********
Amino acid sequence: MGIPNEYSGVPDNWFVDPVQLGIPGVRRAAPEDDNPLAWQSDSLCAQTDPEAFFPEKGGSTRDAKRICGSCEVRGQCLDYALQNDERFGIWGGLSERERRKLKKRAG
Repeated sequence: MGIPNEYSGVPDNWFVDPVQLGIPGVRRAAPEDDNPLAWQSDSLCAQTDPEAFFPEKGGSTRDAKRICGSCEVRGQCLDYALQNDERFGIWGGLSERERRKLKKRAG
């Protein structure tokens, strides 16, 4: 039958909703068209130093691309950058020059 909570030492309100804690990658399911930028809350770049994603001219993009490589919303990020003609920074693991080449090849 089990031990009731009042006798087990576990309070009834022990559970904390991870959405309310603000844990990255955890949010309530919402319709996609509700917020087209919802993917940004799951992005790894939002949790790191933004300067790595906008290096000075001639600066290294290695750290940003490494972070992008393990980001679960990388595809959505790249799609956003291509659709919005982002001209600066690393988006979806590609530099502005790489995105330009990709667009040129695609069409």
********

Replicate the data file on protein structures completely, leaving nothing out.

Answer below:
Amino acid sequence: MGIPNEYSGVPDNWFVDPVQLGIPGVRRAAPEDDNPLAWQSDSLCAQTDPEAFFPEKGGSTRDAKRICGSCEVRGQCLDYALQNDERFGIWGGLSERERRKLKKRAG
Repeated sequence: MGIPNEYSGVPDNWFVDPVQLGIPGVRRAAPEDDNPLAWQSDSLCAQTDPEAFFPEKGGSTRDAKRICGSCEVRGQCLDYALQNDERFGIWGGLSERERRKLKKRAG
């Protein structure tokens, strides 16, 4: 039958909703068209130093691309950058020059 909570030492309100804690990658399911930028809350770049994603001219993009490589919303990020003609920074693991080449090849 089990031990009731009042006798087990576990309070009834022990559970904390991870959405309310603000844990990255955890949010309530919402319709996609509700917020087209919802993917940004799951992005790894939002949790790191933004300067790595906008290096000075001639600066290294290695750290940003490494972070992008393990980001679960990388595809959505790249799609956003291509659709919005982002001209600066690393988006979806590609530099502005790489995105330009990709667009040129695609069409």